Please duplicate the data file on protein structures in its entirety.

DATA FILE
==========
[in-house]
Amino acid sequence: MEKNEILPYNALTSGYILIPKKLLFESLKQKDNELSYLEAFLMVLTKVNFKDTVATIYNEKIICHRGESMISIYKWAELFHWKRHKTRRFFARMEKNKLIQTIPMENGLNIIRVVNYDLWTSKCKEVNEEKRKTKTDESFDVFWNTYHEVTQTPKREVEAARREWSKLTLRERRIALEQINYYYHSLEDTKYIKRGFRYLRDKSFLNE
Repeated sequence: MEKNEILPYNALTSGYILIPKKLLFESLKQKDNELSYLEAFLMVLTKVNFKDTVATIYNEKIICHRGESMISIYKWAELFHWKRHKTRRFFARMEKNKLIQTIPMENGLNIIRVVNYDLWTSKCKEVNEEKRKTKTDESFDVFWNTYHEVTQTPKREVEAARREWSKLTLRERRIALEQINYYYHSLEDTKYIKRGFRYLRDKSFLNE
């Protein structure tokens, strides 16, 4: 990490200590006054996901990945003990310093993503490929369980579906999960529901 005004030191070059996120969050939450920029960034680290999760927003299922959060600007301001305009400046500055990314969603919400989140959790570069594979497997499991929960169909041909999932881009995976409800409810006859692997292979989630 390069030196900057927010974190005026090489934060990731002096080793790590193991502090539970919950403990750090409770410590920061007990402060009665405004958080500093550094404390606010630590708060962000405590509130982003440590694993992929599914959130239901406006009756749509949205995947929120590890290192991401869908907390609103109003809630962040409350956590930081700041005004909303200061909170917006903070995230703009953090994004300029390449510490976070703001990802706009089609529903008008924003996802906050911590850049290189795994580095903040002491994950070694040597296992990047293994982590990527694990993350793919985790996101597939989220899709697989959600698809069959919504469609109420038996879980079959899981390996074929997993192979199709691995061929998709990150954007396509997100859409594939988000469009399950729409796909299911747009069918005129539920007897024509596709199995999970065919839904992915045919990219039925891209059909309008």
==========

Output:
[in-house]
Amino acid sequence: MEKNEILPYNALTSGYILIPKKLLFESLKQKDNELSYLEAFLMVLTKVNFKDTVATIYNEKIICHRGESMISIYKWAELFHWKRHKTRRFFARMEKNKLIQTIPMENGLNIIRVVNYDLWTSKCKEVNEEKRKTKTDESFDVFWNTYHEVTQTPKREVEAARREWSKLTLRERRIALEQINYYYHSLEDTKYIKRGFRYLRDKSFLNE
Repeated sequence: MEKNEILPYNALTSGYILIPKKLLFESLKQKDNELSYLEAFLMVLTKVNFKDTVATIYNEKIICHRGESMISIYKWAELFHWKRHKTRRFFARMEKNKLIQTIPMENGLNIIRVVNYDLWTSKCKEVNEEKRKTKTDESFDVFWNTYHEVTQTPKREVEAARREWSKLTLRERRIALEQINYYYHSLEDTKYIKRGFRYLRDKSFLNE
């Protein structure tokens, strides 16, 4: 990490200590006054996901990945003990310093993503490929369980579906999960529901 005004030191070059996120969050939450920029960034680290999760927003299922959060600007301001305009400046500055990314969603919400989140959790570069594979497997499991929960169909041909999932881009995976409800409810006859692997292979989630 390069030196900057927010974190005026090489934060990731002096080793790590193991502090539970919950403990750090409770410590920061007990402060009665405004958080500093550094404390606010630590708060962000405590509130982003440590694993992929599914959130239901406006009756749509949205995947929120590890290192991401869908907390609103109003809630962040409350956590930081700041005004909303200061909170917006903070995230703009953090994004300029390449510490976070703001990802706009089609529903008008924003996802906050911590850049290189795994580095903040002491994950070694040597296992990047293994982590990527694990993350793919985790996101597939989220899709697989959600698809069959919504469609109420038996879980079959899981390996074929997993192979199709691995061929998709990150954007396509997100859409594939988000469009399950729409796909299911747009069918005129539920007897024509596709199995999970065919839904992915045919990219039925891209059909309008």